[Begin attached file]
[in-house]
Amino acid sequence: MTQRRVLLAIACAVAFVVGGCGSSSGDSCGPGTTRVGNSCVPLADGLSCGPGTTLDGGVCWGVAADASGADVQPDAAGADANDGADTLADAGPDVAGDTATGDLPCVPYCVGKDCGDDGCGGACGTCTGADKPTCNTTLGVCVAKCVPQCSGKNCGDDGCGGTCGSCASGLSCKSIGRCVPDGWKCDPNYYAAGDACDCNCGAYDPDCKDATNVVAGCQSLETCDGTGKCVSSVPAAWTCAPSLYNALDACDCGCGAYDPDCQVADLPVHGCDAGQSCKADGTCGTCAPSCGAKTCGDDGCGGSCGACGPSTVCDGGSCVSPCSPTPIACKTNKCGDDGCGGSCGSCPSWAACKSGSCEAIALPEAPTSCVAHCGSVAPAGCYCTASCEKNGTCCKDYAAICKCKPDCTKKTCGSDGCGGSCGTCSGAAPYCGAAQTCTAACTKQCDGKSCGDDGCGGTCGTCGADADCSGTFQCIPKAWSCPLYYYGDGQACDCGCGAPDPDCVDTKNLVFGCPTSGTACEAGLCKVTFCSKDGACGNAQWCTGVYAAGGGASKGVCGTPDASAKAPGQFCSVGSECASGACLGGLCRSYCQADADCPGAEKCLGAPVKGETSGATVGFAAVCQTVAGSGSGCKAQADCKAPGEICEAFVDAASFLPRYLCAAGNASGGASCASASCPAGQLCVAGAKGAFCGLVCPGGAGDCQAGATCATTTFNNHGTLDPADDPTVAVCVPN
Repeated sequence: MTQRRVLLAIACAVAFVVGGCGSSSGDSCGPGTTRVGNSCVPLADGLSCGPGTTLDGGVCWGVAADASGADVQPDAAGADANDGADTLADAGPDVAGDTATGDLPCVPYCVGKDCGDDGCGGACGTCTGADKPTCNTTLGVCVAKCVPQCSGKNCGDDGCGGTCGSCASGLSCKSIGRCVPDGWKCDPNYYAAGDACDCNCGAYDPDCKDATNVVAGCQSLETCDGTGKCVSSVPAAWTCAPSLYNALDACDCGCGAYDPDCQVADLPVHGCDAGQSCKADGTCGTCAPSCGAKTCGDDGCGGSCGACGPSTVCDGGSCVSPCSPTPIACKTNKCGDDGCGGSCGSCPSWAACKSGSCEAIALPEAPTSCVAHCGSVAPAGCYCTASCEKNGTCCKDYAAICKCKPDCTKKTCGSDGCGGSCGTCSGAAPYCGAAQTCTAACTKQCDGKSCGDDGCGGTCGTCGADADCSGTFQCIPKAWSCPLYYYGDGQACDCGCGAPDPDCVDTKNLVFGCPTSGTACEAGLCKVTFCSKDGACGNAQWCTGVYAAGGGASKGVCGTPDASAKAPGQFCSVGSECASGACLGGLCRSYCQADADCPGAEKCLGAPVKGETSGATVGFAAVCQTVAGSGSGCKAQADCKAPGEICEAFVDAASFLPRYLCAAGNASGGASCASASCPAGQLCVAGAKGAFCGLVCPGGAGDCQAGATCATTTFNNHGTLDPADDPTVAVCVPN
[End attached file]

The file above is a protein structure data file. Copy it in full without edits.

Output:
[in-house]
Amino acid sequence: MTQRRVLLAIACAVAFVVGGCGSSSGDSCGPGTTRVGNSCVPLADGLSCGPGTTLDGGVCWGVAADASGADVQPDAAGADANDGADTLADAGPDVAGDTATGDLPCVPYCVGKDCGDDGCGGACGTCTGADKPTCNTTLGVCVAKCVPQCSGKNCGDDGCGGTCGSCASGLSCKSIGRCVPDGWKCDPNYYAAGDACDCNCGAYDPDCKDATNVVAGCQSLETCDGTGKCVSSVPAAWTCAPSLYNALDACDCGCGAYDPDCQVADLPVHGCDAGQSCKADGTCGTCAPSCGAKTCGDDGCGGSCGACGPSTVCDGGSCVSPCSPTPIACKTNKCGDDGCGGSCGSCPSWAACKSGSCEAIALPEAPTSCVAHCGSVAPAGCYCTASCEKNGTCCKDYAAICKCKPDCTKKTCGSDGCGGSCGTCSGAAPYCGAAQTCTAACTKQCDGKSCGDDGCGGTCGTCGADADCSGTFQCIPKAWSCPLYYYGDGQACDCGCGAPDPDCVDTKNLVFGCPTSGTACEAGLCKVTFCSKDGACGNAQWCTGVYAAGGGASKGVCGTPDASAKAPGQFCSVGSECASGACLGGLCRSYCQADADCPGAEKCLGAPVKGETSGATVGFAAVCQTVAGSGSGCKAQADCKAPGEICEAFVDAASFLPRYLCAAGNASGGASCASASCPAGQLCVAGAKGAFCGLVCPGGAGDCQAGATCATTTFNNHGTLDPADDPTVAVCVPN
Repeated sequence: MTQRRVLLAIACAVAFVVGGCGSSSGDSCGPGTTRVGNSCVPLADGLSCGPGTTLDGGVCWGVAADASGADVQPDAAGADANDGADTLADAGPDVAGDTATGDLPCVPYCVGKDCGDDGCGGACGTCTGADKPTCNTTLGVCVAKCVPQCSGKNCGDDGCGGTCGSCASGLSCKSIGRCVPDGWKCDPNYYAAGDACDCNCGAYDPDCKDATNVVAGCQSLETCDGTGKCVSSVPAAWTCAPSLYNALDACDCGCGAYDPDCQVADLPVHGCDAGQSCKADGTCGTCAPSCGAKTCGDDGCGGSCGACGPSTVCDGGSCVSPCSPTPIACKTNKCGDDGCGGSCGSCPSWAACKSGSCEAIALPEAPTSCVAHCGSVAPAGCYCTASCEKNGTCCKDYAAICKCKPDCTKKTCGSDGCGGSCGTCSGAAPYCGAAQTCTAACTKQCDGKSCGDDGCGGTCGTCGADADCSGTFQCIPKAWSCPLYYYGDGQACDCGCGAPDPDCVDTKNLVFGCPTSGTACEAGLCKVTFCSKDGACGNAQWCTGVYAAGGGASKGVCGTPDASAKAPGQFCSVGSECASGACLGGLCRSYCQADADCPGAEKCLGAPVKGETSGATVGFAAVCQTVAGSGSGCKAQADCKAPGEICEAFVDAASFLPRYLCAAGNASGGASCASASCPAGQLCVAGAKGAFCGLVCPGGAGDCQAGATCATTTFNNHGTLDPADDPTVAVCVPN